Alastair Falk: Modern Foreign Language Teaching

Alastair Falk, Executive Director of Partnerships for Jewish Schools (PaJeS) - a division of the JLC - outlines the communal response to the Government's shifting approach to the teaching of Hebrew in schools.

The Secretary of State for Education takes a robust attitude towards halting the decline of modern foreign language teaching. Not only has he included a language in the new suite of qualifications schools must offer all secondary pupils, but he has also spearheaded the introduction of compulsory modern foreign language teaching in primary schools. When this policy was first announced 2011, the Jewish Curriculum Partnership (now part of PaJeS/JLC) seized the opportunity to work with Ivrit teachers in Jewish primary schools and offer them a programme of training and new resources. This reflected the JLC Schools Commission recommendation that schools should be encouraged to offer Ivrit, for which they would need to feel confident about resources and support. JCP began work with 30 Jewish primary schools, utilising expert input from language advisory services and Universities. They also received support from a major foundation to develop a new interactive resource, based on similar material for French and Spanish.

Last month this work was thrown into confusion with the proposal that the current list of languages should be replaced with a prescribed list of seven, one of which schools would have to choose to teach. This list did not include Modern Hebrew. Nor did it contain classical Hebrew, although schools could choose a classical language instead of a modern one. Although schools would be allowed to teach a second language, timetabling and resource implications would make it increasingly difficult for schools to capitalise on the development work that had been invested in so heavily in recent years. A restricted list also flies in the face of the policy of increased school autonomy that has been another hallmark of this Government's outlook. Indeed, free schools and Academies are exempt from this prescribed approach.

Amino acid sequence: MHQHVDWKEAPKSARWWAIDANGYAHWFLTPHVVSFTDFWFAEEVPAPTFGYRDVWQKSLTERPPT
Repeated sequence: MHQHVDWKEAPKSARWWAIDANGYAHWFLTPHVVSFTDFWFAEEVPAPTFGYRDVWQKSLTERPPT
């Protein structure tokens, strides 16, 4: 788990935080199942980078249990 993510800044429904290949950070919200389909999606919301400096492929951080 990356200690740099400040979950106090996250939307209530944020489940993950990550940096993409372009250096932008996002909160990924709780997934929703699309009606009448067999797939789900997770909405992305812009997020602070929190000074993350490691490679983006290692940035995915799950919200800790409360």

Working through the Board of Deputies therefore, we helped construct a serious and thoughtful response to this issue and to alert schools and parents to the problems this policy could cause. They pointed out that 'almost every Jewish Primary school in the UK teaches Ivrit as a modern foreign language, and many have been doing so for years. This is an integral part of the ethos of these schools, and the heritage of the pupils. It generally falls under the secular curriculum rather than the religious studies curriculum. It is an important factor when parents make the decision to send their children to a Jewish school. In a number of cases, parental pressure led to Jewish schools deciding to switch from French to Ivrit a couple of years ago, with the expectation that the teaching of a modern foreign language at primary school would become statutory, and that schools would be allowed to choose the language that best suited them, over the last few years a huge amount of time, effort and money has been spent on improving the quality of Ivrit teaching and learning in primary schools and raising attainment. Schools, parents and Governors seem have responded positively to this campaign. There has been a strong response to this consultation. The suggested response was not suddenly to add Hebrew to the list, but to reply negatively to the question on whether there should be a restrictive list, and then explain why Hebrew was so important to Jewish schools. The campaign is a good example of how PaJeS and JLC works with the Board on a matter of shared concern. Should the responses to the consultation prove unsuccessful we will take the campaign forward in other ways.